2. What happens in your debut, Rebel Skies, and the follow-up, Rebel Fire?
Rebel Skies follows the story of a girl called Kurara, a servant aboard a floating restaurant in the sky, who also has the power to control paper. When her home is attacked by an origami dragon, her best friend Haru is hurt, and she has to travel to the sky cities to try and save him. On the way, she learns more about herself, her powers, and these mysterious origami creatures called shikigami.
Rebel Fire continues where Rebel Skies left off, in which Kurara will learn exactly how shikigami are made and more about her past.
3. How did this world of origami creatures and magical crafters - shikigami and ofuda - grow? How tied is the concept to Asian mythology and culture?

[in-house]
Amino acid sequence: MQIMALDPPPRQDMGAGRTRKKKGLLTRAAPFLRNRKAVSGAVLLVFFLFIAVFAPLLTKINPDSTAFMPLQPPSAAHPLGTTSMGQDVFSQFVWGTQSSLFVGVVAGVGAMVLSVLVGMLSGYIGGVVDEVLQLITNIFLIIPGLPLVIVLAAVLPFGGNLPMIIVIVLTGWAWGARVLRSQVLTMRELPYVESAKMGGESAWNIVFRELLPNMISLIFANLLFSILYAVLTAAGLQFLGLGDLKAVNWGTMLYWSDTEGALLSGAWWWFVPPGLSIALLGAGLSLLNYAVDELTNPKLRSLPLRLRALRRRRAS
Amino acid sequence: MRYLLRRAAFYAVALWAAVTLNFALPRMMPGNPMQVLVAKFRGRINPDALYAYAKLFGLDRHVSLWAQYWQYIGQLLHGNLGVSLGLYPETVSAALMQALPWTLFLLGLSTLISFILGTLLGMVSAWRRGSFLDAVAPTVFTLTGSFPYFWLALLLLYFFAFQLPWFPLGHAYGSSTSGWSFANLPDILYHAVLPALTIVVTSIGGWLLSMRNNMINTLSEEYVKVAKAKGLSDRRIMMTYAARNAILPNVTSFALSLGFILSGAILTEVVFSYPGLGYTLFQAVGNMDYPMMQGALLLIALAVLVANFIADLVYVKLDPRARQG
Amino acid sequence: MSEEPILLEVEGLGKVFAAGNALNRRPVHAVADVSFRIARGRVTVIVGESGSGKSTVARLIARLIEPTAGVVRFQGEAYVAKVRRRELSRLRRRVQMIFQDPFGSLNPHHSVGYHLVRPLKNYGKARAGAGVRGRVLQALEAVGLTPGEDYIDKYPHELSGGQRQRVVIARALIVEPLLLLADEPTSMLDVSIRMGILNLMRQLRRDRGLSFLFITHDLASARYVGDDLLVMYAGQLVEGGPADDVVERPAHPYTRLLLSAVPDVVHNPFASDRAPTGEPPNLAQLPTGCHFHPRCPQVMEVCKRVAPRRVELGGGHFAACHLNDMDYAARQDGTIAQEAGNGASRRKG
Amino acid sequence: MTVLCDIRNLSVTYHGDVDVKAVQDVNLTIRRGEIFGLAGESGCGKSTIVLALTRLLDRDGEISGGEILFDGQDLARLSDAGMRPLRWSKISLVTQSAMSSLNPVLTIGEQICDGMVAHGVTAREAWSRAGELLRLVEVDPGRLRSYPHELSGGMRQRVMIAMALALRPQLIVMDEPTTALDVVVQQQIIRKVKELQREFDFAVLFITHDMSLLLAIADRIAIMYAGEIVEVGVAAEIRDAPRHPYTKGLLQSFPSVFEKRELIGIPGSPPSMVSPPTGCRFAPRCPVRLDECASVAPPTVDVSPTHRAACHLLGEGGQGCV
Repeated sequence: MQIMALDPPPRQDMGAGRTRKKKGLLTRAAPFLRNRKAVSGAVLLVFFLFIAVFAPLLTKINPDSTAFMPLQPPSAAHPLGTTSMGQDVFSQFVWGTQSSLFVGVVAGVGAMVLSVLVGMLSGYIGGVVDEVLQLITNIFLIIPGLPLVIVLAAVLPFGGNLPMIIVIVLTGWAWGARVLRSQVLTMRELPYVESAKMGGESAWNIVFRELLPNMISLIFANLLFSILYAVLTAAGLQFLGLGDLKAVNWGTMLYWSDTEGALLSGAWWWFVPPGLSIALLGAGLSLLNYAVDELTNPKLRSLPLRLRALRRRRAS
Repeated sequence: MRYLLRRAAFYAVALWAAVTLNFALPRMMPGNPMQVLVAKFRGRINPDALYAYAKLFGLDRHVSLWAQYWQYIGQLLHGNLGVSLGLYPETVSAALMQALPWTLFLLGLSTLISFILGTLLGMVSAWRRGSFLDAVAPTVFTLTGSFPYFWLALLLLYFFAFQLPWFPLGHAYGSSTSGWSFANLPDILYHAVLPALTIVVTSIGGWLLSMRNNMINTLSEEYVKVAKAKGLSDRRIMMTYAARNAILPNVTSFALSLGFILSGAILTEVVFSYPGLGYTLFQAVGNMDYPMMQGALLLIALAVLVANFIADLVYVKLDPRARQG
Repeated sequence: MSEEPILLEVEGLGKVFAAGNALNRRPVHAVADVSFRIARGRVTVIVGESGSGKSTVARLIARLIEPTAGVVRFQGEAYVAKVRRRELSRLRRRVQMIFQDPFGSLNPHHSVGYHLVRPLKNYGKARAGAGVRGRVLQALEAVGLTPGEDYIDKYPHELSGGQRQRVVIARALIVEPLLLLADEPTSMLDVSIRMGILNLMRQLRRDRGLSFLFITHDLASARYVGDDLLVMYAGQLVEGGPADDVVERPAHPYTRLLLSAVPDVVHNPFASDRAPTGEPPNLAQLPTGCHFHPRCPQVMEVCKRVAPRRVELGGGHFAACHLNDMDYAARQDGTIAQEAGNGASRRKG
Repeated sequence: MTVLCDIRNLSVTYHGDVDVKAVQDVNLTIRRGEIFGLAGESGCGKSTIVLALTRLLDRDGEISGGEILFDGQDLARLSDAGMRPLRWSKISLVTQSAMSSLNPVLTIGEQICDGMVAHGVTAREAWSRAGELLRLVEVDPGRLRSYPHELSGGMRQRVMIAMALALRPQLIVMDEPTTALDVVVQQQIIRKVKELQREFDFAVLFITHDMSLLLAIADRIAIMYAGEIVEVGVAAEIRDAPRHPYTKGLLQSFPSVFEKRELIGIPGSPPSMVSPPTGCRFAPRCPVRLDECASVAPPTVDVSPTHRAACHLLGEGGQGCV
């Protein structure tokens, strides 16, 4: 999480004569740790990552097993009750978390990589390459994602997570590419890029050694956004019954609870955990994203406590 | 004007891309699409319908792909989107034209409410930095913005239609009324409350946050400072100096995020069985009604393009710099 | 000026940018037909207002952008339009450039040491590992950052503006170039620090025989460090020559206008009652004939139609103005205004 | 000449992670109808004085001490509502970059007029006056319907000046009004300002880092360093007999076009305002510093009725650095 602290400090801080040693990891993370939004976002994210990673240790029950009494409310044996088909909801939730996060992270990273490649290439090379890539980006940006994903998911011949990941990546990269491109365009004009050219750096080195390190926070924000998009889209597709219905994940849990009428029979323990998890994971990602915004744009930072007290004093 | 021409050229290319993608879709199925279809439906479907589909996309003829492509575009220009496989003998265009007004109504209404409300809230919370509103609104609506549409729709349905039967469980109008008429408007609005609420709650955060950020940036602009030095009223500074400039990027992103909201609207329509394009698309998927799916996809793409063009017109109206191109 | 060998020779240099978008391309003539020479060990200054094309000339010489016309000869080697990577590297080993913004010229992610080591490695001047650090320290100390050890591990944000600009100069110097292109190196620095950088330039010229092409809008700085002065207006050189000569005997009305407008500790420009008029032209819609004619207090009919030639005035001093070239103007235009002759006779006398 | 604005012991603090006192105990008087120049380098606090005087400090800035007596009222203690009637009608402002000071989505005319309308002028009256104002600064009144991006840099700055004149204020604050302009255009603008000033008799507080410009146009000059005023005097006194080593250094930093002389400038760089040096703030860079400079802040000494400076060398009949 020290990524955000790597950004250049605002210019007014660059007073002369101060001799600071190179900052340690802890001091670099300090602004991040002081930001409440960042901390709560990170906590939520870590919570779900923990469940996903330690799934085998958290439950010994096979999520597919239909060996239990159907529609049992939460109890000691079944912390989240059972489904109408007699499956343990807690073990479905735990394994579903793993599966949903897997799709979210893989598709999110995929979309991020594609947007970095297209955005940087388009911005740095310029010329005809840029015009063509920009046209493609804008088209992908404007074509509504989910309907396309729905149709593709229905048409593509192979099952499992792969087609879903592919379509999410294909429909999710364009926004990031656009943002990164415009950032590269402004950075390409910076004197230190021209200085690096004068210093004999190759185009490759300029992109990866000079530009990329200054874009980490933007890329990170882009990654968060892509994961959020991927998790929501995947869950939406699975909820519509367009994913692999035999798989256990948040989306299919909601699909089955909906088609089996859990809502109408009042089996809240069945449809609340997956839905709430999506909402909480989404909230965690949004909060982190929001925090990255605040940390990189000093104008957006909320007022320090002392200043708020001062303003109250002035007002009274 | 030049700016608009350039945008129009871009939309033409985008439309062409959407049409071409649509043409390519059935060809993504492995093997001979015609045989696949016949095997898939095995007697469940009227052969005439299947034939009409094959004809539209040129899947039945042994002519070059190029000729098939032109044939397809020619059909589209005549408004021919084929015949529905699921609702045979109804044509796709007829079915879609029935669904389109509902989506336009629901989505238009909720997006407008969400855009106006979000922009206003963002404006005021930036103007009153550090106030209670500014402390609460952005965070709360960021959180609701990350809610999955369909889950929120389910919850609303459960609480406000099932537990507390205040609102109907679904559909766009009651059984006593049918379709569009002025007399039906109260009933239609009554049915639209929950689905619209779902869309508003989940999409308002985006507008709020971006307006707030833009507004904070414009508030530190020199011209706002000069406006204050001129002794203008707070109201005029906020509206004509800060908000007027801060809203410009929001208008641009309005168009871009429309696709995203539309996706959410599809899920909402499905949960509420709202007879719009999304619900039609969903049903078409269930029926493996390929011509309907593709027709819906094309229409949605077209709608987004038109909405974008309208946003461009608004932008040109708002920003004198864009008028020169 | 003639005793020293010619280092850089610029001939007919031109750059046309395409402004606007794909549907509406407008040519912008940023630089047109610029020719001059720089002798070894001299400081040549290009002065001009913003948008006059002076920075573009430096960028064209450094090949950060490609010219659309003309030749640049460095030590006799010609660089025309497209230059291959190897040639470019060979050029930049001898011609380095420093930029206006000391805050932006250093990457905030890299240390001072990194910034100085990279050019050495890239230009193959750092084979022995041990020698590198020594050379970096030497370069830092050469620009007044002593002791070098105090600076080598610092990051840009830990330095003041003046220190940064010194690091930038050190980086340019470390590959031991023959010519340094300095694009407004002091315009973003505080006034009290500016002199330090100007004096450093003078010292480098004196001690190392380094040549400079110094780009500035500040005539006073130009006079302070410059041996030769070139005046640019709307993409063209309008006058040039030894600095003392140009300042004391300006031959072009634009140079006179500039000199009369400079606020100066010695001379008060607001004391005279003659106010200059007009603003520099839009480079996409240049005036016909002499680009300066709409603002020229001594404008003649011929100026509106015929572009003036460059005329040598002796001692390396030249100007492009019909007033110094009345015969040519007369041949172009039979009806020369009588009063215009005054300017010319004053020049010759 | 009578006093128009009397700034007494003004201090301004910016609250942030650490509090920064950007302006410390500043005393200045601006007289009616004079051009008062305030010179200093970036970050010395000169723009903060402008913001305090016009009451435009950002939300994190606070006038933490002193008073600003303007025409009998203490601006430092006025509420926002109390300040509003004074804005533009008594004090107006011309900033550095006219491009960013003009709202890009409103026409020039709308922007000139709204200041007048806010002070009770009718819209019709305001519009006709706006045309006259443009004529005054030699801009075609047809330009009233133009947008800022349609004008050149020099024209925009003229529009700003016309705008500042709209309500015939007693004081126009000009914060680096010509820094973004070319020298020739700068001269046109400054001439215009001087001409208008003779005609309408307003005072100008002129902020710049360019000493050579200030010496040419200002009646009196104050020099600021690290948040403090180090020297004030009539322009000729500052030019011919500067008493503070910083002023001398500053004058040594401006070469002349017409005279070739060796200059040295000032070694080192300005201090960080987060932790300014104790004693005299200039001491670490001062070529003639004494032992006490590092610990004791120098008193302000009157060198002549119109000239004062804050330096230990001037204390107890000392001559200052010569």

The origami creatures and paper magic are drawn from a number of inspirations. The use of paper talismans in the supernatural has always been a part of Asian culture so it wasn't a huge leap to expand the use of paper into the kind of magic that Crafters perform. I've always been a bit obsessed with paper so I really wanted to create a magic system based on it and to share my obsession with others.
The choice to make all shikigami in Rebel Skies and Rebel Fire from origami is actually based on a pun. The word shikigami is made from two characters, the second of which is a homophone for paper. It just fit very well.
4. If you could create your own shikigami, what form would it take and what kind of character would it be? And back in the real world - what are your own origami skills like?
I would like a shikigami that's big enough to ride so maybe a bear or a tiger. I love origami, but so far the only thing I can create are cranes, foxes and butterflies. I'm still working on that origami rabbit.